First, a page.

If humanity remains on this earth for several million years hence, it is inevitable that humanity shall undergo a speciation event, splitting into two or more brother-species sundered from each other by some quirks of morphology or behavior. It is also entirely plausible that one or more or humanity’s sons may come into a place where it is in fact beneficial to lose the grand intelligence we are reknowned for(or, rather, beneficial to lose the absurd energy drain that comes with our high intelligence). Accordingly, it is entirely possible for a hypothetical descendant to fall to a level of intelligence like that of the Chimpanzee or even lower.
My question is this: would that hypothetical descendant - unspeaking, unknowing, unable to be consciously aware of the presence of God - still possess the Image of God as a collective whole? I am not asking if a developmentally challenged person possesses the Image of God - that is an unquestioned “yes” - but whether or not a descendant fundament different from humanity as we know it today, collectively devoid of one of the attributes we associate with humanity, would still be made in the Image of God.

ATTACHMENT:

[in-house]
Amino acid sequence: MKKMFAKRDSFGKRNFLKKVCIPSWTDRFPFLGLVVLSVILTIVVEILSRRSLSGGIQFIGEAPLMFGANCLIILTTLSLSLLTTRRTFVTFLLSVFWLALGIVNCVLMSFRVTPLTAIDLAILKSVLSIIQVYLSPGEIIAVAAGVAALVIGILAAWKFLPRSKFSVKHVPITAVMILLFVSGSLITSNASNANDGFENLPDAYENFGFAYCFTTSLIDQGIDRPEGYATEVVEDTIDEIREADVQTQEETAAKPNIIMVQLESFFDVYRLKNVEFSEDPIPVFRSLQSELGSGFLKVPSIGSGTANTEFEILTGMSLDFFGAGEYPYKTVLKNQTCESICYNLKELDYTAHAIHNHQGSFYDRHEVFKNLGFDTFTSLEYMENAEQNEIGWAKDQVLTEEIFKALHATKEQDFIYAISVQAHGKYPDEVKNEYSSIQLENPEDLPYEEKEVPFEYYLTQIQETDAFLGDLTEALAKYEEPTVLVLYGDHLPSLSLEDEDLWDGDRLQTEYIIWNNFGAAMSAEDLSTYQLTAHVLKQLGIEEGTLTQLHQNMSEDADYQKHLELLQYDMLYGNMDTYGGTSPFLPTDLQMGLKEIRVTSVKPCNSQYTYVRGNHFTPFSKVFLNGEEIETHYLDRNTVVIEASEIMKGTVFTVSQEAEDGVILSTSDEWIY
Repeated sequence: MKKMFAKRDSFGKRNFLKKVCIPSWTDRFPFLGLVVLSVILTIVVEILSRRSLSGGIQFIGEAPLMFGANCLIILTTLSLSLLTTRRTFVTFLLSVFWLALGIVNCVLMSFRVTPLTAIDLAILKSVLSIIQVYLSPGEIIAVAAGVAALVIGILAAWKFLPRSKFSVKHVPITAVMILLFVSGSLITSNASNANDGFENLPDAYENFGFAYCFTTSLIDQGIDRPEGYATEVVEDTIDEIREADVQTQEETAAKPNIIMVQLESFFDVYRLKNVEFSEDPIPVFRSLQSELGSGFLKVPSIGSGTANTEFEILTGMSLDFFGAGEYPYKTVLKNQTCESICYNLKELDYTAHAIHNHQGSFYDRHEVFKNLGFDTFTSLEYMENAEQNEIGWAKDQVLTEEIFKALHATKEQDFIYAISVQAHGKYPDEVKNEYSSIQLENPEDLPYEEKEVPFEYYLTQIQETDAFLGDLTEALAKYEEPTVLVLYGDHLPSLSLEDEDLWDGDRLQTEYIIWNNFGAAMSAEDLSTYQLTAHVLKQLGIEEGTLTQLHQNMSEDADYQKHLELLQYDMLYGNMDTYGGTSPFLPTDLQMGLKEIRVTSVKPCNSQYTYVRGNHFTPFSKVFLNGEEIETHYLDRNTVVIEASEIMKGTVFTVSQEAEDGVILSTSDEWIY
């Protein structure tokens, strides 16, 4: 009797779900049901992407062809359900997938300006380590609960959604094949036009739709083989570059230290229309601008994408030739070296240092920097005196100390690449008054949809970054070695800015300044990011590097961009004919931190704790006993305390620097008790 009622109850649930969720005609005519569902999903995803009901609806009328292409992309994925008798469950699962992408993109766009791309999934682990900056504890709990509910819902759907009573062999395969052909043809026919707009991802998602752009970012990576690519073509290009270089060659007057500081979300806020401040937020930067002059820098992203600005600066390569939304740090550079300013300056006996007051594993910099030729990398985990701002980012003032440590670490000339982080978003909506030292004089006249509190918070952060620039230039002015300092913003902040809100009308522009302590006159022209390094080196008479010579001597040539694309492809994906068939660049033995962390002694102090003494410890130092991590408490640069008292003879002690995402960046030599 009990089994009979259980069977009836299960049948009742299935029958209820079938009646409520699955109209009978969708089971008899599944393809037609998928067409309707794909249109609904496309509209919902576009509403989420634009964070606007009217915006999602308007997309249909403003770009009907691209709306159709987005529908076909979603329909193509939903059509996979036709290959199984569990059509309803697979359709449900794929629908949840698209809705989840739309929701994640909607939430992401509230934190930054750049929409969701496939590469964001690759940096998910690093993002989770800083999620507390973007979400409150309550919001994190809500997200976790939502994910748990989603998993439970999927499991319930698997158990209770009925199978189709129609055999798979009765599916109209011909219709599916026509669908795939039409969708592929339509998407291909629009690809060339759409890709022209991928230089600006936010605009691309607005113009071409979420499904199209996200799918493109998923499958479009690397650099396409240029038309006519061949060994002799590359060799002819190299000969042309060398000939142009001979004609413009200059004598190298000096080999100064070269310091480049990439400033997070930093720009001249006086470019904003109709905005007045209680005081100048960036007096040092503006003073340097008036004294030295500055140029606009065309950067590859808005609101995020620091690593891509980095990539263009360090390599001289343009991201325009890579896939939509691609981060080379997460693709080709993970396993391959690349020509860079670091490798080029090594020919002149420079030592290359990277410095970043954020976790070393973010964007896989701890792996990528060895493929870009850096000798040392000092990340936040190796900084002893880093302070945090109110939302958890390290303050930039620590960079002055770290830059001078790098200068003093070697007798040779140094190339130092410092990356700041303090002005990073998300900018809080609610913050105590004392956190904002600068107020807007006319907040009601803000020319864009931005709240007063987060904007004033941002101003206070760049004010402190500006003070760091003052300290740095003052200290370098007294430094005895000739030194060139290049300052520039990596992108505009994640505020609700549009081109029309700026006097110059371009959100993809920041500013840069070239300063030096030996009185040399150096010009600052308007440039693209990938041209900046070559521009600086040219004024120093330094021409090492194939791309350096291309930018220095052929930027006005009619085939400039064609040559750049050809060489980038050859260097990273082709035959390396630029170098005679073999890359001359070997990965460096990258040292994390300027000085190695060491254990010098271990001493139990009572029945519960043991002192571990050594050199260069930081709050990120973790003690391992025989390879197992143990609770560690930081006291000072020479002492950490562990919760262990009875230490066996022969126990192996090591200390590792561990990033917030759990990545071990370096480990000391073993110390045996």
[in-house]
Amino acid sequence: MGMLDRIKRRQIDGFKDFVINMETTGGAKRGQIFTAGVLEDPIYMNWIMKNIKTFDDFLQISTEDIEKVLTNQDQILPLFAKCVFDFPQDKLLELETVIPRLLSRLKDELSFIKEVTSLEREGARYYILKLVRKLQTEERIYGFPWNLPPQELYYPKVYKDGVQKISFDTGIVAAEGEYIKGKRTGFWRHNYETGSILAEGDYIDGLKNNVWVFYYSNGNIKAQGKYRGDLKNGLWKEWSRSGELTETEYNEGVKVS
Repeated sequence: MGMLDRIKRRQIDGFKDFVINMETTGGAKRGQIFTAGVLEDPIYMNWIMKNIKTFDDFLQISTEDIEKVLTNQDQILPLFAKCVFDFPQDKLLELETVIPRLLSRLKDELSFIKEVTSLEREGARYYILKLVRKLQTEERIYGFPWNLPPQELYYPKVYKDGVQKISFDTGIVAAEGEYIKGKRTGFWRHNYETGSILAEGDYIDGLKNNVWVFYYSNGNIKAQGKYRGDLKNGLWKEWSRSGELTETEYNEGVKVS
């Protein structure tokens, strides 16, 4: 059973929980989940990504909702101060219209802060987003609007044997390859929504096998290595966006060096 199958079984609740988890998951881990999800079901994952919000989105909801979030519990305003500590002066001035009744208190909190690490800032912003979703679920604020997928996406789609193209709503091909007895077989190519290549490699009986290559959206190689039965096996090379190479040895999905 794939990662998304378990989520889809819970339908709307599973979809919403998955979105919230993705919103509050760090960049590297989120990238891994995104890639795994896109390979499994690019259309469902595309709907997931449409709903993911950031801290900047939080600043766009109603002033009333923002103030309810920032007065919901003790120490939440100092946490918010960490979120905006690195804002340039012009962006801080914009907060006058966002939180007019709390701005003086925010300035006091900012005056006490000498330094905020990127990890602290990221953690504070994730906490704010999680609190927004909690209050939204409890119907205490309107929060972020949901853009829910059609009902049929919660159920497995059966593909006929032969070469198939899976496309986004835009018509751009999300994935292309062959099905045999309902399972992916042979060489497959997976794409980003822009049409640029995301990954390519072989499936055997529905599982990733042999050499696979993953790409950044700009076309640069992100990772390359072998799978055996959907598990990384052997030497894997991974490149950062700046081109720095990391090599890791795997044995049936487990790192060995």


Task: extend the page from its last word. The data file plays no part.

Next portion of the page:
Interesting hypothetical! Is this question all that different from asking if or how a mentally-impaired human today bears the image of God? I trust most believers here would agree that such a person still does. Hence it would seem that we already refuse to tie the “image of God” significance to the possession of some minimal amount of mental capacity.
Personally, I would be astounded if life millions of years from now would even be recognizable to us, given how fast things can change even just on a scale of thousands of years. It seems to me that such distant future existence is probably well over our current mental horizons - even our imaginative horizons. The bits of sci-fi that ventures into such far future territory (and I can’t remember the name of any of these shows to back up my impression here - it remains for me only a speculative impression) is that it inevitably still projects our current mental images of humanity onto these future peoples - as it must if it is to connect in any meaningful way with today’s audiences at all. I.e. the role of sci-fi isn’t so much purely predictive as it is to give a narrative of its own that still relates back to our existing narratives now.
Welcome! That is a new take on the question of what it means to be human or to be made in the image of God. Iwonder if a speciation event is possible unless there is a huge catastrophe as at present the human race seems to be homogenous in its interactions and breeding habits. We are all floating in the same gene pool. Certainly, over the course of a million years, I suppose it is likely that war, disease or natural disaster could break down society leaving scattered pockets of genetically and geographically isolated people groups, who might then diverge into distinct species.
If that happened, my thought is that being made in the image of God involves being capable of carrying out God’s purpose in bringing order to a disordered world, and expressing love. I could see that it might be possible for an isolated group to lose that ability and return to a state of non-image bearing.